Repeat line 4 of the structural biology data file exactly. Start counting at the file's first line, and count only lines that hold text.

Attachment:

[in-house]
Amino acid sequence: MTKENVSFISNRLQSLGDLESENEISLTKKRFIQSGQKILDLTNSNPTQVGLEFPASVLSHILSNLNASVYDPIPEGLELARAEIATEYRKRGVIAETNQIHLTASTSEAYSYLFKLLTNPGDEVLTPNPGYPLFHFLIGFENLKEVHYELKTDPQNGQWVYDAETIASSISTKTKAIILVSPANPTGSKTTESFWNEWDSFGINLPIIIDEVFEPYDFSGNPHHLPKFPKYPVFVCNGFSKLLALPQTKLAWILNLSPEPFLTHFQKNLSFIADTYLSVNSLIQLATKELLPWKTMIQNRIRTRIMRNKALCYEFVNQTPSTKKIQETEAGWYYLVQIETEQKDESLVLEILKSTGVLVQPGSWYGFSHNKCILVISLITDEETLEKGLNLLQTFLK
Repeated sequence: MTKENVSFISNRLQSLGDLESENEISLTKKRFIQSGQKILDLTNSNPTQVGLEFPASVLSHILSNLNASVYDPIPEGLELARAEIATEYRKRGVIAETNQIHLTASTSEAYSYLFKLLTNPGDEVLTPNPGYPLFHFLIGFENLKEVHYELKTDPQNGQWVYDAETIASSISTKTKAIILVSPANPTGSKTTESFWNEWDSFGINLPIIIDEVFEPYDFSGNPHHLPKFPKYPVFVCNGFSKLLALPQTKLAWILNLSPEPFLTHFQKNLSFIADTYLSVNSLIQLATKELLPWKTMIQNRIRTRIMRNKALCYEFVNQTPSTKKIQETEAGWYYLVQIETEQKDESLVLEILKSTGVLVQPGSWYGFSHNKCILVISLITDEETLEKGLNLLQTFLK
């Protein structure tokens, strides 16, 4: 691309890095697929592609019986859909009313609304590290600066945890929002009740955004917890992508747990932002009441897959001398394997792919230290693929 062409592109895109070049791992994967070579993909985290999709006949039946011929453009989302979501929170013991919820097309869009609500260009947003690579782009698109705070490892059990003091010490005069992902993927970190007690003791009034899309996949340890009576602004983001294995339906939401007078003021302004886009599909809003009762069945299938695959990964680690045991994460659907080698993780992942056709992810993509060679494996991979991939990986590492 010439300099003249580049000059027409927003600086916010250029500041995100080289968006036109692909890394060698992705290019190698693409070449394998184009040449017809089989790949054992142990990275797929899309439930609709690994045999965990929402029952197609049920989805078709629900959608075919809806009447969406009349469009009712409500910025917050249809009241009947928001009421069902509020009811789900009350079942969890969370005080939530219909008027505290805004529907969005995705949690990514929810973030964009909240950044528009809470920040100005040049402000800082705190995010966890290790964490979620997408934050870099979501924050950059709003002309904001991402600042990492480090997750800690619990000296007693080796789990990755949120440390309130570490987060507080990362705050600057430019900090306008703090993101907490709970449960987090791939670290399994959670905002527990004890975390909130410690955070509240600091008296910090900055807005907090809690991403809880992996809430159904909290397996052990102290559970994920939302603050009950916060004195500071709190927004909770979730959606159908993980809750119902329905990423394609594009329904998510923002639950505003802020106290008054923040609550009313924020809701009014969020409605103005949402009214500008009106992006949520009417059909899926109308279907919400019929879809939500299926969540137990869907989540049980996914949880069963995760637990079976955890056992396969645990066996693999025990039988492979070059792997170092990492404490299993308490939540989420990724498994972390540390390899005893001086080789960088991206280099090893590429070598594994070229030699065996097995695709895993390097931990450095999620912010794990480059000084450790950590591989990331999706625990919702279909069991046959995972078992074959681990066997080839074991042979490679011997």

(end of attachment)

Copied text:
């Protein structure tokens, strides 16, 4: 691309890095697929592609019986859909009313609304590290600066945890929002009740955004917890992508747990932002009441897959001398394997792919230290693929 062409592109895109070049791992994967070579993909985290999709006949039946011929453009989302979501929170013991919820097309869009609500260009947003690579782009698109705070490892059990003091010490005069992902993927970190007690003791009034899309996949340890009576602004983001294995339906939401007078003021302004886009599909809003009762069945299938695959990964680690045991994460659907080698993780992942056709992810993509060679494996991979991939990986590492 010439300099003249580049000059027409927003600086916010250029500041995100080289968006036109692909890394060698992705290019190698693409070449394998184009040449017809089989790949054992142990990275797929899309439930609709690994045999965990929402029952197609049920989805078709629900959608075919809806009447969406009349469009009712409500910025917050249809009241009947928001009421069902509020009811789900009350079942969890969370005080939530219909008027505290805004529907969005995705949690990514929810973030964009909240950044528009809470920040100005040049402000800082705190995010966890290790964490979620997408934050870099979501924050950059709003002309904001991402600042990492480090997750800690619990000296007693080796789990990755949120440390309130570490987060507080990362705050600057430019900090306008703090993101907490709970449960987090791939670290399994959670905002527990004890975390909130410690955070509240600091008296910090900055807005907090809690991403809880992996809430159904909290397996052990102290559970994920939302603050009950916060004195500071709190927004909770979730959606159908993980809750119902329905990423394609594009329904998510923002639950505003802020106290008054923040609550009313924020809701009014969020409605103005949402009214500008009106992006949520009417059909899926109308279907919400019929879809939500299926969540137990869907989540049980996914949880069963995760637990079976955890056992396969645990066996693999025990039988492979070059792997170092990492404490299993308490939540989420990724498994972390540390390899005893001086080789960088991206280099090893590429070598594994070229030699065996097995695709895993390097931990450095999620912010794990480059000084450790950590591989990331999706625990919702279909069991046959995972078992074959681990066997080839074991042979490679011997």